Internships are often seen as an integral step in securing a job post-graduation, and there is no avoiding their importance. They have become so popular for business students that not having one may now be seen by some as a gap in your CV. Getting one can be hard, and a good one even harder, so here’s a breakdown of what to expect in your search.

Understand the jobs

The types of jobs on offer to business students seems to be endless. In finance alone, there is a huge diversity from accounting to equity research to trading liquid assets. Getting an understanding of these areas and what you really want to do. Is investment banking really for you or do you just like the sound of a big pay cheque?  How do you even get into JP Morgan? Try to get an insight into these areas as early as possible, even if the aim is simply to rule out options that are not for you.

Insight day

Believe it or not, the internship is not even the first step in your search for the graduate job. Many companies host dinners, insight days or even weeks to get a look at potential interns. The structure of these events will undoubtedly change with the pandemic, but keep an eye out of these if you are starting off in university. Getting into a firm early can be a huge advantage, even if you do not end up wanting to work there.

For UCD students, the two main paths to interning are the traditional summer internship and the Quinn internship.

Summer Internships

Summer internships vary widely. Securing one early on in your time in college can be a great steppingstone to better internships. As a warning, this is incredibly hard to secure and only a limited number of students manage to secure an internship so early.

By nature, summer internships are short. Responsibilities will not be as significant as in a year long internship, but three months is plenty of time to get a feel for a company and a role. They signal to employers that you have an interest in a particular area and can even lead to graduate offers. Getting a couple of summer internships can really help in deciphering the true quality of a job and company but means sacrificing a precious college summer.

Quinn Internship

The Quinn Internships are nine to 12 month placements, taken in a Quinn student’s third year of study. Similar programmes are run by several other degrees, though none as long in duration.

The Quinn internship hiring process is tough. Students can apply to a maximum of 5 companies offered by the school, as well as jobs outside of these. This selection is particularly tough, as a small number of high-flying students will receive multiple offers whereas others receive no first round offers. Companies still looking for interns can give second round offers and if they still need interns after this, they can offer interviews again. For those who secure positions early on, the process is swift and rewarding. However, a drawn-out hiring process is daunting and can lead to worry.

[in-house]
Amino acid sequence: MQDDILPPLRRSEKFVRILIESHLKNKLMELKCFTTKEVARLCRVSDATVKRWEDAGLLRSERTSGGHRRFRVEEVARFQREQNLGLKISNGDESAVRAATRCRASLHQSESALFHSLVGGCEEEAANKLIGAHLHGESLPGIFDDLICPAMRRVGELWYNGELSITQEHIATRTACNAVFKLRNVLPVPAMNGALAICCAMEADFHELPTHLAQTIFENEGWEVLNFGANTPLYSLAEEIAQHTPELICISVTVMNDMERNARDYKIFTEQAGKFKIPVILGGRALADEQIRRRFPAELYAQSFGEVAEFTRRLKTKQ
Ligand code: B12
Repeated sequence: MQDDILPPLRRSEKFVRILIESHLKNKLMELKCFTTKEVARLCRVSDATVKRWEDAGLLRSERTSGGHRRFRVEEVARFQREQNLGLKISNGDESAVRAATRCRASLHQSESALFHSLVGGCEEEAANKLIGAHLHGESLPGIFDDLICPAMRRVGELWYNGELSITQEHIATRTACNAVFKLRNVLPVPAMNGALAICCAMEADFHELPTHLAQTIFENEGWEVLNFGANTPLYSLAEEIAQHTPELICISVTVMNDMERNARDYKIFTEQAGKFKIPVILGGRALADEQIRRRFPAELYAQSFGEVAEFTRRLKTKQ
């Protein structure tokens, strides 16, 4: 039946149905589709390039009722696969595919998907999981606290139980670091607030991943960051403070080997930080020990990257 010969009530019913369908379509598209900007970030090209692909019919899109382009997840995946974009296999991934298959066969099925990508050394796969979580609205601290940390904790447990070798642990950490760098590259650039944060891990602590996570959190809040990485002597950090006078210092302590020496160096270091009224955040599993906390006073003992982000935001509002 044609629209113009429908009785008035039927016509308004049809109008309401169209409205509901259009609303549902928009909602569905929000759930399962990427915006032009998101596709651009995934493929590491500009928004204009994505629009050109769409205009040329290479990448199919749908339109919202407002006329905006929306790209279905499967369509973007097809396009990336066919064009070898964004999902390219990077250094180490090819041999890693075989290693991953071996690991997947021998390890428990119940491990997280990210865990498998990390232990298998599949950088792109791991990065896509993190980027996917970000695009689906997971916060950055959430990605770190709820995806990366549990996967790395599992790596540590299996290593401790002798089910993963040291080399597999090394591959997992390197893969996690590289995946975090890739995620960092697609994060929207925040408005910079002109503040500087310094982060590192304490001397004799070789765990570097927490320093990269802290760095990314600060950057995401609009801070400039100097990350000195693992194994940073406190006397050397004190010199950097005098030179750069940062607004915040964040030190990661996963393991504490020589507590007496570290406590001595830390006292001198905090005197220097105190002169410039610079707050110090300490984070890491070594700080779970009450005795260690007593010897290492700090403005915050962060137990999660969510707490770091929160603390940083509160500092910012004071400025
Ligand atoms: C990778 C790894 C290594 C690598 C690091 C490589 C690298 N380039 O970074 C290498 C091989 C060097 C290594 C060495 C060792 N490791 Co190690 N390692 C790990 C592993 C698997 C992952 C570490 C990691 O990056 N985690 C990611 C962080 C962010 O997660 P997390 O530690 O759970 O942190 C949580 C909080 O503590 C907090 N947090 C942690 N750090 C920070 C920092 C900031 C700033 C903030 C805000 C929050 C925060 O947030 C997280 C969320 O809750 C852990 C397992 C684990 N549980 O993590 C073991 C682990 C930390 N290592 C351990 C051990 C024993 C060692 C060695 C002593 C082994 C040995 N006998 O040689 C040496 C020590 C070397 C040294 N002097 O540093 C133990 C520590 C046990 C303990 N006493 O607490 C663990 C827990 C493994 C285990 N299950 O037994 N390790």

The tremendous upside of the Quinn internships is their longevity. As the programmes last for the whole academic year, both the employer and the intern have more invested in it and should get more out of it. If you end up working for the right company here, you can be an important part of the team by the end of your contract. Getting ahead of the game and learning about every role from the start ups to the Big Four is crucial. Know what you want from the internship and act accordingly.

Internship Takeaways

So, what do you do on an internship? First off, stereotypes of photocopying and grabbing coffee are probably outdated. Paper is, for the most part, a thing of the past and people like to get to know their barista these days.

While a bad internship may lead to boredom, a good internship will give you training and responsibilities in key areas sought after by graduate employers. Put yourself forward for jobs from the start. Showing initiative is not showing off. The more you put yourself out there for tasks, the more people will look to you as someone they can trust.

Business students are in the fortunate position that they will most likely be paid for their work on placement. Barring a few outliers, these programmes do not pay large amounts.  It is easy to be lured by larger salaries, but keep in mind that the aim of an internship is to explore an area of work and to learn. If this is done right, proper salaries in enjoyable jobs will follow.

Conor Bergin – Business Correspondent